How to Shop at the Farmers' Market
Turn the greenmarket into your personal playground.
This Sunday, take your brunch gang to one of the most underrated parties around: the farmers' market. Skeptical? There's free food (samples of jam, pickles) and drink (local organic wines). There are plenty of people -- chatty shoppers and fun-loving farmers. Plus, there's dancing. Well, there could be, if you dare your pals to form a conga line through the baskets of tomatoes. Once your tote bags are bursting, keep the party going: Invite everyone back to your place and slice those jonagolds into a homemade apple pie.
FARMERS' MARKET ALMANAC
Shop the stands like a pro.
1. Come prepared: Bring some canvas totes, sunscreen, water bottles and cash. (Most markets aren't set up to take credit cards.) Because groceries will be stacked on each other, shop for the sturdiest stuff first, says farmers' market expert Deborah Madison. Think potatoes at the bottom, berries on top.
2. Scope out the scene: Take your friends on a loop around the market before reaching for your wallet -- or risk wishing you'd held out for the juicier strawberries five stalls down. Eye the produce (a misshapen tomato is fine; wilted greens are not), smell the fish (if it stinks, keep walking) and follow the crowds -- the most popular farm stands at the market usually get that way for a reason. After your recon mission, circle back with a mental shopping list.
3. Sample strategically: Farmers want you to try their goodies, so expect to find samples. But rather than nibbling mindlessly, use those giveaways to broaden your palate. Dare your friends to taste the pear-chipotle jelly. Have everyone try a different heirloom tomato to see which one comes out on top.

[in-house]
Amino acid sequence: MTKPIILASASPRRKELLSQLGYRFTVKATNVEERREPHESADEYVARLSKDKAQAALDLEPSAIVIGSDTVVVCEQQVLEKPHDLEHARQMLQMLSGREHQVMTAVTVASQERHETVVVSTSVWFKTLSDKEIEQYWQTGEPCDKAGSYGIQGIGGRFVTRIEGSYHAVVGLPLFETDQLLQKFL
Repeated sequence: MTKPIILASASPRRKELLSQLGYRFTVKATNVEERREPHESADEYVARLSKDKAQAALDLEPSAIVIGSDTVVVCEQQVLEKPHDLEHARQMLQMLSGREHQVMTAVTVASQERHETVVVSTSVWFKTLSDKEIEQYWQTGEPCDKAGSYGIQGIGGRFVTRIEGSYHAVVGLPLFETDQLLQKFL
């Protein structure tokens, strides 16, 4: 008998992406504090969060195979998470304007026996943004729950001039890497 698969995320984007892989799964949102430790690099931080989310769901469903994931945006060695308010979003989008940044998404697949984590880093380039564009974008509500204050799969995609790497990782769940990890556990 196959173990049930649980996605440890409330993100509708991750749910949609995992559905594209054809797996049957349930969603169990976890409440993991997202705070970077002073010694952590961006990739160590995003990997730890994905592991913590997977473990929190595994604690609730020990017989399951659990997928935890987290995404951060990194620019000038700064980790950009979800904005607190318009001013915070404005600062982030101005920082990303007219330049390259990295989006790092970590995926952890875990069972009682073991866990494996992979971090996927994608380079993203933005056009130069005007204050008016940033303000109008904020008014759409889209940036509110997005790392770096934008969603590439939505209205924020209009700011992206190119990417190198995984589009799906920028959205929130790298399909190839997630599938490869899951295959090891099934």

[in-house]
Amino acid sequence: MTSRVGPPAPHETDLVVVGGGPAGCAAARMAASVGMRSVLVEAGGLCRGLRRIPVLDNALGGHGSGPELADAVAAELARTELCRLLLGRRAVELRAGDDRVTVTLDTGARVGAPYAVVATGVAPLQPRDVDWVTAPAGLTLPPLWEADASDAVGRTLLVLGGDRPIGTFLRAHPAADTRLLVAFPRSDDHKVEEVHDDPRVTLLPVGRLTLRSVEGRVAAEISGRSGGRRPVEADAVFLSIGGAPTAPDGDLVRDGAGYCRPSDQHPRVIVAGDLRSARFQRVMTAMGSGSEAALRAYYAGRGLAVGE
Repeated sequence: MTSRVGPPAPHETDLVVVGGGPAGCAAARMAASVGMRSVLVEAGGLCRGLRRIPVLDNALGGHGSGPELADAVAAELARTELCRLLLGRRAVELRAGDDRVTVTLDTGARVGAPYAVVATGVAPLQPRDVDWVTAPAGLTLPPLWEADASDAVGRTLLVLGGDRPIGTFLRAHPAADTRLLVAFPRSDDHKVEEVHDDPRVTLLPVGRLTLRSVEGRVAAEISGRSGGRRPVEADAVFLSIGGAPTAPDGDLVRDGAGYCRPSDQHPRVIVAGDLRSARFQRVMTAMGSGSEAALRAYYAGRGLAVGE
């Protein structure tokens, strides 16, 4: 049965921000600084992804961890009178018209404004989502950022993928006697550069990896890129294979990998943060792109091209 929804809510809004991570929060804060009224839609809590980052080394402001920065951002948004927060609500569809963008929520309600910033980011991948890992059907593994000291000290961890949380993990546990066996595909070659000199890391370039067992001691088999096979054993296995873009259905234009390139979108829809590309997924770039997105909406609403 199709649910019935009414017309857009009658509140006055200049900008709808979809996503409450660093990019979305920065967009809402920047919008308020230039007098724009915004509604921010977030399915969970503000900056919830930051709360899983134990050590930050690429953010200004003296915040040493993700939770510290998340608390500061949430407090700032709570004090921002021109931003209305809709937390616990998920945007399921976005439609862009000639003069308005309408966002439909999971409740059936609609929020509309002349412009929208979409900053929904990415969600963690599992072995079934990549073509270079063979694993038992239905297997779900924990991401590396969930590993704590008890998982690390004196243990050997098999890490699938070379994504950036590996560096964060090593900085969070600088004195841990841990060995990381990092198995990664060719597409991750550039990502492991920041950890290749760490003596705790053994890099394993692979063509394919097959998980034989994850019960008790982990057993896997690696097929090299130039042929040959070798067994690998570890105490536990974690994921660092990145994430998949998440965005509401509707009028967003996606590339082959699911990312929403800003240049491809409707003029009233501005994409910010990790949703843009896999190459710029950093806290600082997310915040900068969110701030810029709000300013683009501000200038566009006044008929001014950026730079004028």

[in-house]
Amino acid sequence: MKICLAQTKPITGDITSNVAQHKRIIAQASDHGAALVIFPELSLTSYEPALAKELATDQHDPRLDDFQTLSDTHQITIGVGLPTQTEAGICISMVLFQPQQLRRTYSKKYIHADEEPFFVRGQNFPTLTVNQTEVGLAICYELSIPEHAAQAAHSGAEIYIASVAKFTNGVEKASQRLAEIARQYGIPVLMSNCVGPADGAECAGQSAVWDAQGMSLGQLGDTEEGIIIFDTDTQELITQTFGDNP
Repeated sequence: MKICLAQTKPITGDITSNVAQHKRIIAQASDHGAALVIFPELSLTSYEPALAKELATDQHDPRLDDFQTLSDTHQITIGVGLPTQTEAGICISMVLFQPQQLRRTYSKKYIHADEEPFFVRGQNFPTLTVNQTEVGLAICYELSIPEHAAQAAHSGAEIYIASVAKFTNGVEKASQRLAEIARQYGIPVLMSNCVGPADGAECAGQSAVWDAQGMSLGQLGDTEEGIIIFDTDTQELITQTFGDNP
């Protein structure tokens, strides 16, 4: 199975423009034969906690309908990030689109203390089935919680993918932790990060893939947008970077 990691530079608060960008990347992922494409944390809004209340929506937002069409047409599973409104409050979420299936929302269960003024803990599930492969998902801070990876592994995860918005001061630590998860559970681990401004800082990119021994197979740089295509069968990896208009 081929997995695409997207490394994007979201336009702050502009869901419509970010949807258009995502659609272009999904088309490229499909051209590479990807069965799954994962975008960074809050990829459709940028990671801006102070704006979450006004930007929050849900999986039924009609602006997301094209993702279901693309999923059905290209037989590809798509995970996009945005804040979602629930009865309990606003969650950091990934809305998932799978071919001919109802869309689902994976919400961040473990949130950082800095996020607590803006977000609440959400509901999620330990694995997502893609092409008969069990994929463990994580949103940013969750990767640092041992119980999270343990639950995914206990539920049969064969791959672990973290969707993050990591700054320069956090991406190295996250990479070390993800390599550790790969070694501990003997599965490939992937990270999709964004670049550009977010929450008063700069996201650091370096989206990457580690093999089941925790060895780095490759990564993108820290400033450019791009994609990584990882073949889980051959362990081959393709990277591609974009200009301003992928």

4. Talk to strangers: While it may be easiest to stick with your close-knit crew, this is a great place to widen your circle. Most farmers are happy to tell you how often their blackberries are sprayed -- or where your gang can go next weekend to pick their own. Ask about the difference between white eggs and brown, or how to cook that knobby hunk of celeriac. If the farmer's too busy to answer, no doubt someone in line next to you will pipe up.
5. Time it right: Consult with your crew ahead of time to decide what kind of market scene you're up for. Hit the stalls first thing in the morning if you want the run of the place -- and your pick of the freshest goods. For a more bustling scene, go midday. An hour before closing time, farmers start to slash prices.
Farmers may not take coupons, but they still offer plenty of bargains.
Embrace the rejects. Psst! Those cracked, slightly overripe tomatoes are delicious -- and farmers will let you haul them away for a song. "They make a great pasta sauce," says Louisa Shafia, author of the seasonally driven cookbook Lucid Food. Whip up a pot and freeze it for a taste of summer all winter long.
Eat it all. Even the fanciest organic veggies are cheap if you use every last bit of them. Sauté beet greens, turn onion skin into stock, and peel broccoli stalks to reveal their tender insides.
Make friends with a ham hock ...not to mention a lamb shank, beef chuck deckle and pork butt. Unlike expensive steaks and chicken breasts, those often overlooked cuts of meat are priced to sell because they require a little more work on your end. "They need to be slow-cooked, but they are really tasty," Shafia says. Another way to save: Roast a whole chicken (rather than parts) and eat it all week.
Pay for flavor. Any way you slice it, nine bucks for cheese is a lot of money. That's why Deborah Madison, author of Local Flavors, scouts out pungent varieties that add big taste in small doses.